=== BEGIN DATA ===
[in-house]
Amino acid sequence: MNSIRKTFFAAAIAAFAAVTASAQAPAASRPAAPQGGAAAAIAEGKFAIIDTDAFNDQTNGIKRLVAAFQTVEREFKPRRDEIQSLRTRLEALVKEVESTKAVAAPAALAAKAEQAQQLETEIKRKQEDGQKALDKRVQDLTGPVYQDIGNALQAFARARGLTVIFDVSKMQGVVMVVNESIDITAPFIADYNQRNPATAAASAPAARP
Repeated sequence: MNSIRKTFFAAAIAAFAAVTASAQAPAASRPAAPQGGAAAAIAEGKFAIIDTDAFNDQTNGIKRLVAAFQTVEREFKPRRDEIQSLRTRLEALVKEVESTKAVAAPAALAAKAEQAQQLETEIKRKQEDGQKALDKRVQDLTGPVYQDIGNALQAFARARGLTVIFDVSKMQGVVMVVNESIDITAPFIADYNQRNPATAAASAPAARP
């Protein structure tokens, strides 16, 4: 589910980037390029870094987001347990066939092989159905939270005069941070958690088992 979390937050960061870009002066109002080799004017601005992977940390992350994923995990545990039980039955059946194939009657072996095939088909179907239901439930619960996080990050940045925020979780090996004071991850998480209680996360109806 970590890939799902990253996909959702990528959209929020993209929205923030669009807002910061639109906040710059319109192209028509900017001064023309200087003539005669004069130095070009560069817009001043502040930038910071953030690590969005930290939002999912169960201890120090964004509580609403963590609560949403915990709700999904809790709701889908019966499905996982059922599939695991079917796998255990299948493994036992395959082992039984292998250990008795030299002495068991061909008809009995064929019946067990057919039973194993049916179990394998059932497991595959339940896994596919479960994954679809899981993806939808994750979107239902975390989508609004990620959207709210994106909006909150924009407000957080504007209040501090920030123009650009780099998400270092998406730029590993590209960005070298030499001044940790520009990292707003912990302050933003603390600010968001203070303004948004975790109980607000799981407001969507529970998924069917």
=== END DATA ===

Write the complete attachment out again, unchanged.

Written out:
[in-house]
Amino acid sequence: MNSIRKTFFAAAIAAFAAVTASAQAPAASRPAAPQGGAAAAIAEGKFAIIDTDAFNDQTNGIKRLVAAFQTVEREFKPRRDEIQSLRTRLEALVKEVESTKAVAAPAALAAKAEQAQQLETEIKRKQEDGQKALDKRVQDLTGPVYQDIGNALQAFARARGLTVIFDVSKMQGVVMVVNESIDITAPFIADYNQRNPATAAASAPAARP
Repeated sequence: MNSIRKTFFAAAIAAFAAVTASAQAPAASRPAAPQGGAAAAIAEGKFAIIDTDAFNDQTNGIKRLVAAFQTVEREFKPRRDEIQSLRTRLEALVKEVESTKAVAAPAALAAKAEQAQQLETEIKRKQEDGQKALDKRVQDLTGPVYQDIGNALQAFARARGLTVIFDVSKMQGVVMVVNESIDITAPFIADYNQRNPATAAASAPAARP
């Protein structure tokens, strides 16, 4: 589910980037390029870094987001347990066939092989159905939270005069941070958690088992 979390937050960061870009002066109002080799004017601005992977940390992350994923995990545990039980039955059946194939009657072996095939088909179907239901439930619960996080990050940045925020979780090996004071991850998480209680996360109806 970590890939799902990253996909959702990528959209929020993209929205923030669009807002910061639109906040710059319109192209028509900017001064023309200087003539005669004069130095070009560069817009001043502040930038910071953030690590969005930290939002999912169960201890120090964004509580609403963590609560949403915990709700999904809790709701889908019966499905996982059922599939695991079917796998255990299948493994036992395959082992039984292998250990008795030299002495068991061909008809009995064929019946067990057919039973194993049916179990394998059932497991595959339940896994596919479960994954679809899981993806939808994750979107239902975390989508609004990620959207709210994106909006909150924009407000957080504007209040501090920030123009650009780099998400270092998406730029590993590209960005070298030499001044940790520009990292707003912990302050933003603390600010968001203070303004948004975790109980607000799981407001969507529970998924069917």